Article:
The life of John Marshall, Founding Father and America's premier chief justice
In 1801, a genial and brilliant Revolutionary War veteran and politician became the fourth chief justice of the United States. He would hold the post for 34 years (still a record), expounding the Constitution he loved. Before he joined the Supreme Court, it was the weakling of the federal government, lacking in dignity and clout. After he died, it could never be ignored again. Through three decades of dramatic cases involving businessmen, scoundrels, Native Americans, and slaves, Marshall defended the federal government against unruly states, established the Supreme Court's right to rebuke Congress or the president, and unleashed the power of American commerce. For better and for worse, he made the Supreme Court a pillar of American life.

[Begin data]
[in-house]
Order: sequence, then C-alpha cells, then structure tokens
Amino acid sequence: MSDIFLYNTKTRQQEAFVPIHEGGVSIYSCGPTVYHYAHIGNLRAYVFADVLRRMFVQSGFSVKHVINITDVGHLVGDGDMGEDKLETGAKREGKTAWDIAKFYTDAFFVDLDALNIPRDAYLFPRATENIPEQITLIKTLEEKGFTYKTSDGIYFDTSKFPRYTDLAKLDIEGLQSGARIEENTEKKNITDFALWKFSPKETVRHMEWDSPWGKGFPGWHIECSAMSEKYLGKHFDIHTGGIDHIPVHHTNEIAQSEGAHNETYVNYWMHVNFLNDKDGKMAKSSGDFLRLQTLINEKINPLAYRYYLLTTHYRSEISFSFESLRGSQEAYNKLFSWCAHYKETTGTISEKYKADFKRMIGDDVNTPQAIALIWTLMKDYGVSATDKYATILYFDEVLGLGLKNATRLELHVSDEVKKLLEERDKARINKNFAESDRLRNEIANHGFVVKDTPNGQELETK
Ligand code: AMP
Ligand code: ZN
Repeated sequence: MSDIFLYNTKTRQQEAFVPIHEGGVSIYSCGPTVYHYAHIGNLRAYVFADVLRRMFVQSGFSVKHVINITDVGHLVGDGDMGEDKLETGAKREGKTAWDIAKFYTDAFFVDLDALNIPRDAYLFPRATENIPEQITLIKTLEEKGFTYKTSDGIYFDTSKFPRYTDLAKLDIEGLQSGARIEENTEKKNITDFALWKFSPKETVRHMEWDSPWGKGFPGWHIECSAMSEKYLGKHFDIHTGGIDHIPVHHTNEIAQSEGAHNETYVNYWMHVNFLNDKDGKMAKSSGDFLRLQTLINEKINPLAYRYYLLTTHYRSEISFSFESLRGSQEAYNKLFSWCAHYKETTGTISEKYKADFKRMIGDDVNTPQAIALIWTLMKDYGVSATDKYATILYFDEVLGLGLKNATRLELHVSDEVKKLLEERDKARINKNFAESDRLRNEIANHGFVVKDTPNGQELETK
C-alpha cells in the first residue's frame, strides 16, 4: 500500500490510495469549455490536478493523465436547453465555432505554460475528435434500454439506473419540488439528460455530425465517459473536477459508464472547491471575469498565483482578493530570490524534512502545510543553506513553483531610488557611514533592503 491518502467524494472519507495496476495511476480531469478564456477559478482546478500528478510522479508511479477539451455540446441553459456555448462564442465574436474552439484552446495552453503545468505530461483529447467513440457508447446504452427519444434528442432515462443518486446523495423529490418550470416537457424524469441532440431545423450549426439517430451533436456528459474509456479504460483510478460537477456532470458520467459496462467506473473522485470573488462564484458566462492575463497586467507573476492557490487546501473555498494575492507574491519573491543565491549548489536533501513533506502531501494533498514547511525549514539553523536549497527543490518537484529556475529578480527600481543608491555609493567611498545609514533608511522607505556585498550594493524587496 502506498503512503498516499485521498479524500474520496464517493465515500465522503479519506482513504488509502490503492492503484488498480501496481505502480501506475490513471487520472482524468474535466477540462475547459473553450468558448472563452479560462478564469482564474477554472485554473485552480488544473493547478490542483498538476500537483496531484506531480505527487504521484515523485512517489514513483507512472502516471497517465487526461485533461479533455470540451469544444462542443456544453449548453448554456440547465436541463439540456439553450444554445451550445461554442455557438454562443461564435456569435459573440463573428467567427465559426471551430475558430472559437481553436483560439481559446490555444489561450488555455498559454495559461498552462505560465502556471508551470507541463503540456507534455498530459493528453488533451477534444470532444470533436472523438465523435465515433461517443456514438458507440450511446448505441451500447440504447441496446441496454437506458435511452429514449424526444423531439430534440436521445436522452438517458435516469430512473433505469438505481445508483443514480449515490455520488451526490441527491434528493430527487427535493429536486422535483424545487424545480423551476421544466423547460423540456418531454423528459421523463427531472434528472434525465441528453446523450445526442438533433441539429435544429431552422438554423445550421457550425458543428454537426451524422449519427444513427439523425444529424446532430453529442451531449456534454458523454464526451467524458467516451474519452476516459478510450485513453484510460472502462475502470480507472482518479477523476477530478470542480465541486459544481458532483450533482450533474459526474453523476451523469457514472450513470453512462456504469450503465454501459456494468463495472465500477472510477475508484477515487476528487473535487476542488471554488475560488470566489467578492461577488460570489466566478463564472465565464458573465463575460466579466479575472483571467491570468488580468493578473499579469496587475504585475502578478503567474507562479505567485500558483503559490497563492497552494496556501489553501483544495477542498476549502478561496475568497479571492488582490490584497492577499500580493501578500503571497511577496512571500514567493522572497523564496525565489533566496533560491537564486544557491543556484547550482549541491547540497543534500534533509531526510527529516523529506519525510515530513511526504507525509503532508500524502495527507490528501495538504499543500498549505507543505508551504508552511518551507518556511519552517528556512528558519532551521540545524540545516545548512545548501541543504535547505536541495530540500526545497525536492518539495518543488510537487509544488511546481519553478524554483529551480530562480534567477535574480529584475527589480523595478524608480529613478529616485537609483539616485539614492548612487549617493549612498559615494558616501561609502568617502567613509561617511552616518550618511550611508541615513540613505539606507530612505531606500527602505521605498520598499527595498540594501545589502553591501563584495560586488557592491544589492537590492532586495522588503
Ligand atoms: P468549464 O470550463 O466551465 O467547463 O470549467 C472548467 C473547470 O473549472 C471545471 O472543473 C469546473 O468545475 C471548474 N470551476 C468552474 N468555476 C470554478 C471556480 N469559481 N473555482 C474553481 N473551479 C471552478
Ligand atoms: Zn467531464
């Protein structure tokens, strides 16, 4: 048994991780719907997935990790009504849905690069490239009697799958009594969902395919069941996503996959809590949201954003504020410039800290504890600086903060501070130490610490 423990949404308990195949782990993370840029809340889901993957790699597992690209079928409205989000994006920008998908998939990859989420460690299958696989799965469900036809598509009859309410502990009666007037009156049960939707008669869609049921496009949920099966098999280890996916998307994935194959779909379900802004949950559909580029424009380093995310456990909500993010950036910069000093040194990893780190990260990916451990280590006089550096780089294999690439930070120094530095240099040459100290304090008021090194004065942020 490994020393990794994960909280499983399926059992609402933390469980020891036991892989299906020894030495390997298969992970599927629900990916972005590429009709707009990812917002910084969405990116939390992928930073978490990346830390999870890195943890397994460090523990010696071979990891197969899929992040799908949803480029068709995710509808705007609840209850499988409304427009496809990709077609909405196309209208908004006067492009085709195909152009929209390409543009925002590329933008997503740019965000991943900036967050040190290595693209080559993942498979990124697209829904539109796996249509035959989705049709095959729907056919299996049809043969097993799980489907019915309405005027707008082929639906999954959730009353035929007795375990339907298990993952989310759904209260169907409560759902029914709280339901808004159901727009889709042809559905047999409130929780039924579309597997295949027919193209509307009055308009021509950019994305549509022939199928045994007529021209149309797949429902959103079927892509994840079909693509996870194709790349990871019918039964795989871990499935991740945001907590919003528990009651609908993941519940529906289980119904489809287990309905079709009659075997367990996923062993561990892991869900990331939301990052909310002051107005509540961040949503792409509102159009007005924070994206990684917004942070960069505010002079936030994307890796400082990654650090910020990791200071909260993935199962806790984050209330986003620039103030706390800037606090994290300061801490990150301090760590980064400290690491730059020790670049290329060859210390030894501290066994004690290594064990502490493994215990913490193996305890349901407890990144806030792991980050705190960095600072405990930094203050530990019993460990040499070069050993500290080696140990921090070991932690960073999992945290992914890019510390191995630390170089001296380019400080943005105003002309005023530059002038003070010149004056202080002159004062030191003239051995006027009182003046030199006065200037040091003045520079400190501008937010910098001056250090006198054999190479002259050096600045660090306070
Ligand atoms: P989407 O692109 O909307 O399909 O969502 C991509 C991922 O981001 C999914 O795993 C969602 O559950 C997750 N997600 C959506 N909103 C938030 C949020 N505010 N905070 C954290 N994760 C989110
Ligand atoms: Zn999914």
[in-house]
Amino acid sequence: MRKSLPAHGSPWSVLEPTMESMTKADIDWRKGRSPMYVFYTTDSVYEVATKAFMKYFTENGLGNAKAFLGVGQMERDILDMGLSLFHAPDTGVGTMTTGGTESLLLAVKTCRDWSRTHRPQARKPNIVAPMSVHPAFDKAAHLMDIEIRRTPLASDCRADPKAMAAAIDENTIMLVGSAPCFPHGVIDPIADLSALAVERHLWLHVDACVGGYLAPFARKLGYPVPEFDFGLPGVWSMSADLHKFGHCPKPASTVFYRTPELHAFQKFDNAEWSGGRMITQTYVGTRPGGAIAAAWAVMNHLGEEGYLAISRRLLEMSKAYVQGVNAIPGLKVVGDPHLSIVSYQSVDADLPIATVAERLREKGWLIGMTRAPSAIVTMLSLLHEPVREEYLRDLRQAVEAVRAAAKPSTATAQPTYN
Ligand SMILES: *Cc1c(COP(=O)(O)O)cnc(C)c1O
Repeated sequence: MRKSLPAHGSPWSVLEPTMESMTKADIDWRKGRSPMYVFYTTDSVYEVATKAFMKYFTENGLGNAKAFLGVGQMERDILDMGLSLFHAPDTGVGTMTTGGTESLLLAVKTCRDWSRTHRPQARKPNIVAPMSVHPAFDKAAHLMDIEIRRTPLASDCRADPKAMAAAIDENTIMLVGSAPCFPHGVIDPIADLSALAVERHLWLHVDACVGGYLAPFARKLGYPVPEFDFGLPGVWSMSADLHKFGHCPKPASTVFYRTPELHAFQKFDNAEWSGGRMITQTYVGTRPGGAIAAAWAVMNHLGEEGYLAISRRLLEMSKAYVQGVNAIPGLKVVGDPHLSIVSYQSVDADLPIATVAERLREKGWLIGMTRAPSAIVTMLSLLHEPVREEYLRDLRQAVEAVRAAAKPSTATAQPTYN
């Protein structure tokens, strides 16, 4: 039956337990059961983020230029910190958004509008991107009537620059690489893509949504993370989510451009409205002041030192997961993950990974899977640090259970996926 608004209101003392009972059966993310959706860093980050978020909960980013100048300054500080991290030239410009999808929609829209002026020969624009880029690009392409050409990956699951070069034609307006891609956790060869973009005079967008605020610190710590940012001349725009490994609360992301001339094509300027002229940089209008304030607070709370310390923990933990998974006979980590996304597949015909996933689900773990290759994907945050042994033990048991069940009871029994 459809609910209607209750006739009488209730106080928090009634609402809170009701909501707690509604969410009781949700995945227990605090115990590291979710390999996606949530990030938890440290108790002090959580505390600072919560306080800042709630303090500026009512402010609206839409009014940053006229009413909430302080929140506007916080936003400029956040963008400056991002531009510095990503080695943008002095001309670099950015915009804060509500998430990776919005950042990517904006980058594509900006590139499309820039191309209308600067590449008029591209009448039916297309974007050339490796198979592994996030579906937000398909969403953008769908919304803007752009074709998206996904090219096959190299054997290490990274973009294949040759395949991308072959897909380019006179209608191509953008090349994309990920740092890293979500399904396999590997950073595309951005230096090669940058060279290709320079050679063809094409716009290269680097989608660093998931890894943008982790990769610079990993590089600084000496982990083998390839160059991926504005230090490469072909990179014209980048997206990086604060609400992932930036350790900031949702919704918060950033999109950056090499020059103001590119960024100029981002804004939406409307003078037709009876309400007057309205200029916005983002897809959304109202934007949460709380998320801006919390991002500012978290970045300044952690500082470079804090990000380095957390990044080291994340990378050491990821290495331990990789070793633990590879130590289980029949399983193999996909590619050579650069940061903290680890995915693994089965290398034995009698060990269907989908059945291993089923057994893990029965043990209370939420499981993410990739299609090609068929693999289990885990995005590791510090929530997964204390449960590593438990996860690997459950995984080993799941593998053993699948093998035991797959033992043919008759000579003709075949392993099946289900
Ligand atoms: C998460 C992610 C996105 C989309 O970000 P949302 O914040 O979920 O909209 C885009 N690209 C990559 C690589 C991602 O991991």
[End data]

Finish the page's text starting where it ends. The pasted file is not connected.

In John Marshall, award-winning biographer Richard Brookhiser vividly chronicles America's greatest judge and the world he made.
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About the Author
Richard Brookhiser is a senior editor of National Review and the author of twelve books, including Founder's Son: A Life of Abraham Lincoln; Alexander Hamilton; American; and Founding Father: Rediscovering George Washington. He lives in New York City.